The golden rules of cooking with CBD
1. Don’t waste your pricey tinctures on cooking
While you may already be the proud owner of a CBD tincture, The Ultimate Guide to CBD author Jamie Evans, aka The Herb Somm, says there are more cost-effective ways to infuse your food rather than using up your precious vials. The easiest, she says, is to buy a CBD-infused olive oil that’s ready to cook with.
“These are becoming easier to find, but since CBD is still widely unregulated, you want to look for one that’s organically grown so that there’s less of a chance of it including pesticides,” Evans says. The dosage per serving should always be on the bottle; she recommends a dosage of between 15 to 30 milligrams per serving for newbies. Her favorite brand is Pot d’Huile Hemp Infused Olive Oil ($36).
Basically, unless all you plan on infusing is a smoothie or a vinaigrette, Evans recommends saving your CBD tinctures in favor for a pre-infused oil.
2. Be Wary of heat
Evans says that cooking heat can potentially make CBD less effective. “If exposed to overheating, the effects will burn off,” she says, adding that she recommends staying below 320˚F.
However, because CBD in baked goods is still a relatively new territory, other experts aren’t sure about the impact of heat. “It’s hard to say and is still unknown what happens to the potency of CBD oil when it’s heated at a certain temperatures while cooking or baking,” says Liz Sprinkle, the founder of CBD brand Love Always, Liz.
To be safe, “I recommend adding CBD oil after the food you are preparing has been removed from a hot surface or oven to preserve the integrity of the plant compounds,” Sprinkle says. “For instance, instead of mixing CBD oil into cake batter before it’s baked, add it to the icing that will go on the cake.” This way, you’re more likely to get the most out of the oil.
3. Be sure to incorporate healthy fats
Evans says CBD is fat-soluble—meaning that your body absorbs it best when paired with fat-containing foods—which is another reason why she’s a fan of oil-infusions. “Cannabinoids [like CBD] are really drawn to fats,” she says. Whatever oil you’re into most—olive, coconut, MCT, avocado—having it as a carrier is what’s going to make the CBD most effective.
4. be patient With the effects
Evans says that consuming CBD in food will take your body longer to digest than a dropper full of tincture under your tongue—so be patient. “When you’re infusing it in food, there’s what’s called the ‘first pass effect,’ which means that anything digestible has to pass through your gut and liver first before reaching your bloodstream,” she says. “So [CBD in food] not going to be as potent or as quick-acting.”
5. be mindful with what you consume it with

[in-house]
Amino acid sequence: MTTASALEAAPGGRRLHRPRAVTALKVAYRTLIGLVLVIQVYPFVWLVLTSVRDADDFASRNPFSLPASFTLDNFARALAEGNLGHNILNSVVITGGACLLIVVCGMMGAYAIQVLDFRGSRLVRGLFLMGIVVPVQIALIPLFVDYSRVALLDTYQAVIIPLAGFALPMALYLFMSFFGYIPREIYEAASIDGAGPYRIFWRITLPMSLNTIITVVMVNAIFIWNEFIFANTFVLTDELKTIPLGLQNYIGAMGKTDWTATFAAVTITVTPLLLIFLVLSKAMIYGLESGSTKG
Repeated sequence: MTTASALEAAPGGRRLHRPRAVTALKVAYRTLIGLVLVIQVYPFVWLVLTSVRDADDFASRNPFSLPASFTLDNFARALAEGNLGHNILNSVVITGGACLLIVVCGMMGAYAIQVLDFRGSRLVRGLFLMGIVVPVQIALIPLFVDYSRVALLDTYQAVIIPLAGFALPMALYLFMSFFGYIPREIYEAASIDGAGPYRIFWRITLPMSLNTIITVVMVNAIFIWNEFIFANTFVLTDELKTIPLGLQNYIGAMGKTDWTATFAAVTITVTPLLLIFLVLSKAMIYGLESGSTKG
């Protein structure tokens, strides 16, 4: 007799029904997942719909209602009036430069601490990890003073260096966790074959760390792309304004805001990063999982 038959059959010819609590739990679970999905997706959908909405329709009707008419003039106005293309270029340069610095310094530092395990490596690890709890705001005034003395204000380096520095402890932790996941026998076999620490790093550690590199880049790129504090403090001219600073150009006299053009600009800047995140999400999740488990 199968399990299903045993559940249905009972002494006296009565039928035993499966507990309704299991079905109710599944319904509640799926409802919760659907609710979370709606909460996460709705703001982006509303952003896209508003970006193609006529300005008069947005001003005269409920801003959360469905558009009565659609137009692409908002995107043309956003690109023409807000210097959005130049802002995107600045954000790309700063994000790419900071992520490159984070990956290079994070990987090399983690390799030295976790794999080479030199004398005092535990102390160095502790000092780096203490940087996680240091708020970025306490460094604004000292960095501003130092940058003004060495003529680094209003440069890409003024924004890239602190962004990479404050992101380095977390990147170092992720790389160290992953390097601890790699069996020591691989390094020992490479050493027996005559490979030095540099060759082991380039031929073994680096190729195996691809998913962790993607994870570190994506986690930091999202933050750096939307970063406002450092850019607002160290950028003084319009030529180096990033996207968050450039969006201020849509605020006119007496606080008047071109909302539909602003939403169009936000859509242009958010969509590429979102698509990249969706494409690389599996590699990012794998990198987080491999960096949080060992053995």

While Evans says there aren’t any studies saying that CBD is harmful when consumed with alcohol—and even says it can be fun to experiment with CBD cocktails—it’s always a good idea to be mindful of your intake. “And of course if you’re consuming CBD with any alcohol, don’t drive,” she says. If you plan on serving food with CBD to friends, Evans says it’s important to tell them in advance (along with the dosage) as CBD can interact with some medications.
The best foods to start cooking with
Sprinkle and Evans both recommend starting with something you’re already familiar with, such as using your CBD-infused oil to top off a salad. If you want to use a tincture instead of an infused oil, Sprinkle recommends adding a few drops to a beverage. “I really love adding CBD oil to my favorite beverages such as Bulletproof coffee, smoothie recipes, and fun cocktails because it’s so easy and quick acting,” Sprinkle says.
Once you have beverages down, you can get as creative as you want. (Just keep in mind how heating affects the outcome.) Evans says she’s a fan of using CBD oil in sauces, like pesto, drizzled over pasta. Sprinkle says she likes using it to make a red wine mushroom reduction to serve over steak. And of course she’s a fan of using it in baked goods too; CBD brownies was the food she experimented with first.
Ready to try it? Here’s Well+Good co-founder Alexia Brue’s CBD smoothie recipe, straight from the Well+Good Cookbook.
Strawberry CBD smoothie
1 cup packed kale leaves or other dark leafy greens
1/4 cup packed fresh basil leaves
1/3 cup fresh or frozen strawberries, tops included
1/4 medium avocado, pitted and peeled
1 dried fig
Juice of 1/2 lime (about 1 Tbsp)
1/4 tsp sea salt
1 Tbsp honey, maple syrup, or agave nectar (optional)
1 drop high-quality CBD oil
1/4 cup ice cubes
1. In a high-speed blender, combine the kale, basil, strawberries, avocado, fig, lime juice, salt, honey (if using), CBD oil, and half cup water. Blend until smooth.
2. Pour into a glass over ice and enjoy, or pout into a jar or bottle with a lid, store in the refrigerator, and drink within a couple of hours. Shake well before drinking.
Our editors independently select these products. Making a purchase through our links may earn Well+Good a commission.
Cooking with CBD Oil: A Beginner’s Guide
In the last few years, CBD has demonstrated to be more than just a fad, and that’s even more evident in the kitchen. As the hemp extract starts appearing in everyday items, more people are experimenting with cooking with CBD Oil— a great way to incorporate the cannabinoid in a fun and more engaging way into your diet.
However, CBD oil may act differently in the kitchen than other cooking oils like vegetable oil or coconut oil. This little guide will explain such rules, so your experience using the hemp extract is the best it can be.
What is CBD Oil?